GUIDE TO RAISING CHICKENS, $15, 340 pages, Gail Damerow
RAISING YOUR OWN TURKEYS, $10, 135 pages, Leonard Mercia
All are available from your bookstore, or through
Good Earth Publications,
20 GreenWay Place
Buena Vista, VA 24416
Ph. 540-261-8874
Fax 540-261-8775


PasturePoultry, via Yahoo!Groups. Read all the recent posts by expert farmers about the terms Grass-Fed, Pastured, and Free-Range, even if you don't join the group.

APPPA GRIT!, the quarterly newsletter of the 500-member American Pasture Poultry Producers Association, c/o Diane Kaufmann, 5207 70th St, Chippewa Falls, WI 54729. $20 annual membership dues, includes newsletter.

SMALL FARM TODAY Magazine regularly carries articles on pasture poultry and small-scale sustainable agriculture. $21 year, 6 issues, 3903 West Ridge Trail Road, Clark, MO 65243, phone 800-633-2535. Has an excellent book catalog.

ACRES USA, 12 issues, $24. PO Box 91299, Austin, TX 78735, phone 512-892-4400. Covers wide range of sustainable agriculture topics. Has an excellent book catalog.

STOCKMAN GRASS FARMER, 12 issues $28. PO Box 2300-M, Ridgeland, MS 39158. 800-748-9808. The grazier¹s voice, regular in-depth articles on pasture based poultry and livestock systems. Has an excellent book catalog. Email to Alana Britt, Sales Coordinator


Ashley Equipment
PO Box 2
Greensburg, IN 47240

Brower Equipment
PO Box 2000
Houghton, IA 52631

R and R Pluckers
Rob Bauman
RD 1
Oxford, NY 13830

Pickwick Zesco
7887 Fuller Road Suite 116
Eden Prairie, MN 55344

6003 E. Eales Rd.
Hutchinson, KS 67501

David Schafer
Rte 5 Box 33
Trenton MO 64683

Koch Supplies (bags, supplies, food processing)
Kansas City, MO

Matthiesen Company (bags, supplies)
San Antonio, TX

Cryovac Sealed Air Corporation
Duncan, SC
waterproof, shrink wrap bags

end of FAQ

Please send comments and suggestions to:
Andy Lee
Good Earth Organic Farm
1702 Mountain View Road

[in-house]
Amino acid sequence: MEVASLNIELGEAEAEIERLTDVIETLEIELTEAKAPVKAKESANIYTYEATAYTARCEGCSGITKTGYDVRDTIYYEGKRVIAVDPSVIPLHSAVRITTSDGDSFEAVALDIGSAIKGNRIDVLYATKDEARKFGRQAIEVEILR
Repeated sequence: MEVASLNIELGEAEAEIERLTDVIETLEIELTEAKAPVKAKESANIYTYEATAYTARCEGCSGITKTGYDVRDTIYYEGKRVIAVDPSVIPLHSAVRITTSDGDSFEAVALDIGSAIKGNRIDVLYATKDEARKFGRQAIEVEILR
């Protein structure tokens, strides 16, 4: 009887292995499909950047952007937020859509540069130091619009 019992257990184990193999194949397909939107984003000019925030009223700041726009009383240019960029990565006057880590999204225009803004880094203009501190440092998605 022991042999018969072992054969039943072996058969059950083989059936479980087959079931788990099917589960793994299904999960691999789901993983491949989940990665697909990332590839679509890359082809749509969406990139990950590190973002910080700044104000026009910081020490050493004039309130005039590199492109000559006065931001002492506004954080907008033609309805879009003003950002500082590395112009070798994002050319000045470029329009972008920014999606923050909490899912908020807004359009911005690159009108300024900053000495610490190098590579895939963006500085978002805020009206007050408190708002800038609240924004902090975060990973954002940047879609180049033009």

Buena Vista, Virginia 24416
Phone and Fax 540-261-8775
Email: goodearth at

Get your CAR or TRUCK ... UNSTUCK !!

grass-fed chicken and poultry
grass-fed chicken and poultry



Organic Chicken Feed at

Grass Fed Links

What is "Grass Fed"? What is "Free Range"?
Chicken-Feed's extracts of discussions of the many poultry marketing terms now being used
This is "THE" website for information on grass-fed meat, dairy and poultry products

Grass-Fed Fact Compendium from

Scientific facts, in quantity and detail, about grass-fed animal products

Slanker Meats
Purely grass-fed chicken, beef ~~ full range of products, much info

American Pastured Poultry Producers Association, with newsletter, links, info of all kinds

Radio Interview on Pastured Dairying --- THIS IS HOT!

"Cattle Meant to Eat Grass" Canadian CBC News Article

All about Fats: Omega-3's
Chicken-Feed's extracts describing dietary fats, including Omega-3's, -6's, LDL and HDL cholesterol, trans fats, etc.

PasturePoultry at

Join 900 poultry farmers as they discuss this endeavor via email

Good Earth Publications
Books on pastured poultry farming by Andy Lee, Joel Salatin, and others

Pastured Poultry Committee, NY
Mobile processing unit makes grass-ranged poultry processing more feasible

Types of Feed

Broiler: feed blend for chickens that are growing as fast as possible, in order to be harvested for meat as early as possible

Crumbles: pellets broken up into smaller pieces

Grower: approximately the same as "Starter"

Layer: feed blend for chickens that are laying eggs, having extra calcium and protein added

Mash: a blend of several feed ingredients, ground to a small size but not to a powder

Pellets: small kernels of compressed mash, causing birds to eat the whole blend, not pick and choose

Scratch: whole grains fed separately to chickens, usually scattered on the ground or litter of the coop; usually a mixture of grains, such as wheat, rye, oats, etc. (corn/maize must be cracked before using as scratch grain)